Practice example: Carer eligibility

Background

Mrs A has cared for her younger sister Ms M for 32 years. Ms M has been assessed as an adult with eligible care and support needs. She has communication difficulties, emphysema and paranoid schizophrenia. The care provided by Mrs A includes attending medical appointments with her sister to assist with communication, managing her home, household tasks and personal care, assisting with shopping and visiting her several times a day to ensure that she takes her medication. 

Ms M has no other family of her own, but her goddaughter, who is close to her, visits her once a week and has expressed her willingness to help with managing Ms M’s household tasks.

Ms M is not able to cook by herself, but she is able to heat prepared food and does not need prompting or assistance to eat. Mrs A, therefore, has to prepare her sister’s meals in advance or ensure she has adequate ready meals available. However, Ms M will eat all the available food in one sitting if unsupervised. This requires Mrs A to ensure only enough food for the next meal is available and all other food is securely stored away.

Mrs A has lived on her own since her husband died 10 years ago. Mrs A’s daughter lives a few miles away; she is married and has recently had a baby. Mrs A receives support from her GP to manage her high blood pressure. She has said to the GP on several occasions that she would like more time to herself, and more quality time with her friends and daughter. When asked why this is not happening, Mrs A is unable to identify the reasons, beyond the fact that she does not have time to attend social occasions as she once did, including attending the local community centre. The GP has noticed that her motivation is decreasing and thinks that her caring role may be more stressful or overwhelming for her than she is aware of.

Mrs A has expressed her desire to increase the quality of her relationships with her friends and daughter. The support she currently provides to Ms M, and the impact this has both on her available time and her emotional/physical health, prevents her from achieving this outcome.

Mrs A’s GP has referred her to social services for assessment as he is concerned that while she is managing currently and does not seem unwilling or unable to continue her caring responsibilities, they may have a negative impact on her in the medium term and result in a breakdown and complete inability to care for Ms M. Mrs A has not previously had an assessment of her needs as Ms M’s carer.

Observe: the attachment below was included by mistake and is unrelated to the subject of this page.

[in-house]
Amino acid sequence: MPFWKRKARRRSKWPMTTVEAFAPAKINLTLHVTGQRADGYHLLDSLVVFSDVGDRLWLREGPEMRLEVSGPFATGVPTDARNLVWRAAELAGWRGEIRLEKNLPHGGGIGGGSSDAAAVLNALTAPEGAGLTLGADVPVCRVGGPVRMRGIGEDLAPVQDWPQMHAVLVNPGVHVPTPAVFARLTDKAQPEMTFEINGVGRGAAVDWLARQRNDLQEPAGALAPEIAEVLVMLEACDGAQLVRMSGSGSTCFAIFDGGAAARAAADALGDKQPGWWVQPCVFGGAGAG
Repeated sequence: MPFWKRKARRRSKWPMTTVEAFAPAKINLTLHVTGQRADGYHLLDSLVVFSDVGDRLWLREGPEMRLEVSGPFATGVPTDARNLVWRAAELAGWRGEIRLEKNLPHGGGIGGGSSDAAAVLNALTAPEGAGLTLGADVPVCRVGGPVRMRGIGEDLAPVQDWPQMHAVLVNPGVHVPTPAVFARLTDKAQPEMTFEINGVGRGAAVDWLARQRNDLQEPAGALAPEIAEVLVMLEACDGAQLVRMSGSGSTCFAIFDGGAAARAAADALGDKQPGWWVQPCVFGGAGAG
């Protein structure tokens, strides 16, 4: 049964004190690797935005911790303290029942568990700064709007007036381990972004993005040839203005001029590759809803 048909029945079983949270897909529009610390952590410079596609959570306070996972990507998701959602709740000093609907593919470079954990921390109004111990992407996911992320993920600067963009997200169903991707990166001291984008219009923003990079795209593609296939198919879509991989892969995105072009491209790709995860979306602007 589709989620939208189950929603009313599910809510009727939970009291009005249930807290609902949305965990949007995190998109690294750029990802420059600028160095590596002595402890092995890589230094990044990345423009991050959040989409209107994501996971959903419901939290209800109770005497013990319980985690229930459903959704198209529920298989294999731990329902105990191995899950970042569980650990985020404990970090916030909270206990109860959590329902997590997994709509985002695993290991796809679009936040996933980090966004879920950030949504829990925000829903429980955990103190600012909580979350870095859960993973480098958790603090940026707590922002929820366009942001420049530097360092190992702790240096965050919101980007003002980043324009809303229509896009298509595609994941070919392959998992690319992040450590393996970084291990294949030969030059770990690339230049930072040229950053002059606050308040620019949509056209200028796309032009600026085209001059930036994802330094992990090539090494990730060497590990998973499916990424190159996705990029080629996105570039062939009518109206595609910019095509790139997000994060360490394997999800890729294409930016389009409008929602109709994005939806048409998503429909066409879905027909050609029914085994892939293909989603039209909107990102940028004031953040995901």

Preparing for an assessment

When preparing to make an assessment it is useful to ask yourself the following questions in relation to the legal duties for the Care Act 2014.

Determining eligibility

To be eligible for support, Mrs A must satisfy the minimum threshold for carers to ensure the local authority meets her needs in a fair and consistent way. The questions to ask in determining the extent to which the eligibility criteria are met are:

The assessor may also consider the impact of the responsibility of caring for Ms M on Mrs A beyond the eligibility criteria to determine if this is significant, including considering Mrs A’s needs holistically, taking into account the cumulative impact of low/medium-level needs. In this case the assessor takes account of factors that individually may not be significant. For example, Mrs A’s inability to develop and maintain family or other personal relations could be argued not to be significant in itself; however, when considered alongside the fact that she is also unable to make use of necessary facilities or services in the local community (also a low/medium need), the impact becomes significant.

Considerations in determining eligibility

The assessor gathers information during the assessment to inform and demonstrate the determination of eligibility for Mrs A as a carer with support needs.

Outcomes

Determination. Following a carer’s assessment, Mrs A’s needs were found to be eligible.

Condition 1. Mrs A’s needs for support arise because she is providing necessary care to Ms M, who is unable to undertake the tasks essential to maintain her wellbeing and meet her desired outcomes without the help of her sister.

Condition 2. Mrs A meets Condition 2 because her physical health is at risk of deteriorating (the stress she suffers as a result of her caring role could be a cause of her high blood pressure), and she is unable to achieve the minimum of one of the outcomes in the eligibility regulations i.e.:

Condition 3. As a consequence of being unable to meet the specified outcomes there is a significant impact on Mrs A’s wellbeing, including her physical and mental health, emotional, social and economic wellbeing, and domestic, family and personal relationships.

Next steps

How the carer’s eligible needs might be met

Following the carer’s assessment and the eligibility determination, the local authority puts a support package in place to enable Mrs A to sustain her caring role. This includes the following:

Reflection points